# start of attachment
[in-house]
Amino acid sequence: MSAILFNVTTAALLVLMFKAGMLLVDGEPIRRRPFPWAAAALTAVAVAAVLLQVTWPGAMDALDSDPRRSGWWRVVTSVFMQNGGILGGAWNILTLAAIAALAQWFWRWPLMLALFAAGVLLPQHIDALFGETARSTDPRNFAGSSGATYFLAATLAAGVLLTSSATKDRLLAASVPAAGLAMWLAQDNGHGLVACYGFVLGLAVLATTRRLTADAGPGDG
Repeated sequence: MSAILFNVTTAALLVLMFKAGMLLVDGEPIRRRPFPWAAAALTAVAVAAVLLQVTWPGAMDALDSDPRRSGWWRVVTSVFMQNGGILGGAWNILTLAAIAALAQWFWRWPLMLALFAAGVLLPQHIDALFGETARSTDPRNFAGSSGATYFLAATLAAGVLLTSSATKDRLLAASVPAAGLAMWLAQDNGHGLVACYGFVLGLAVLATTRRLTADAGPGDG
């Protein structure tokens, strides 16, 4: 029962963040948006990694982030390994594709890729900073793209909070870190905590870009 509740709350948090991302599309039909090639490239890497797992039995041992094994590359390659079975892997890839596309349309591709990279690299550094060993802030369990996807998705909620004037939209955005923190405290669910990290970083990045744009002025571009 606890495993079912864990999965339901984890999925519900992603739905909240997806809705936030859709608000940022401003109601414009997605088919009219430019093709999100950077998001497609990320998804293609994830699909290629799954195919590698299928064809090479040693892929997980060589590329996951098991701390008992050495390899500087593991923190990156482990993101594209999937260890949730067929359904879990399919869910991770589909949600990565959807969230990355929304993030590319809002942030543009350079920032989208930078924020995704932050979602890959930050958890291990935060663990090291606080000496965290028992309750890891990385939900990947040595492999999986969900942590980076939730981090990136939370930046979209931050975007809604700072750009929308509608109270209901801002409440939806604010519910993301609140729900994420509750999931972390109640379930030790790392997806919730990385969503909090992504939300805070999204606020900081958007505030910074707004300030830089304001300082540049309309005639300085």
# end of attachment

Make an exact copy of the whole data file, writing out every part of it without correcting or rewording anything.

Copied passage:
[in-house]
Amino acid sequence: MSAILFNVTTAALLVLMFKAGMLLVDGEPIRRRPFPWAAAALTAVAVAAVLLQVTWPGAMDALDSDPRRSGWWRVVTSVFMQNGGILGGAWNILTLAAIAALAQWFWRWPLMLALFAAGVLLPQHIDALFGETARSTDPRNFAGSSGATYFLAATLAAGVLLTSSATKDRLLAASVPAAGLAMWLAQDNGHGLVACYGFVLGLAVLATTRRLTADAGPGDG
Repeated sequence: MSAILFNVTTAALLVLMFKAGMLLVDGEPIRRRPFPWAAAALTAVAVAAVLLQVTWPGAMDALDSDPRRSGWWRVVTSVFMQNGGILGGAWNILTLAAIAALAQWFWRWPLMLALFAAGVLLPQHIDALFGETARSTDPRNFAGSSGATYFLAATLAAGVLLTSSATKDRLLAASVPAAGLAMWLAQDNGHGLVACYGFVLGLAVLATTRRLTADAGPGDG
């Protein structure tokens, strides 16, 4: 029962963040948006990694982030390994594709890729900073793209909070870190905590870009 509740709350948090991302599309039909090639490239890497797992039995041992094994590359390659079975892997890839596309349309591709990279690299550094060993802030369990996807998705909620004037939209955005923190405290669910990290970083990045744009002025571009 606890495993079912864990999965339901984890999925519900992603739905909240997806809705936030859709608000940022401003109601414009997605088919009219430019093709999100950077998001497609990320998804293609994830699909290629799954195919590698299928064809090479040693892929997980060589590329996951098991701390008992050495390899500087593991923190990156482990993101594209999937260890949730067929359904879990399919869910991770589909949600990565959807969230990355929304993030590319809002942030543009350079920032989208930078924020995704932050979602890959930050958890291990935060663990090291606080000496965290028992309750890891990385939900990947040595492999999986969900942590980076939730981090990136939370930046979209931050975007809604700072750009929308509608109270209901801002409440939806604010519910993301609140729900994420509750999931972390109640379930030790790392997806919730990385969503909090992504939300805070999204606020900081958007505030910074707004300030830089304001300082540049309309005639300085």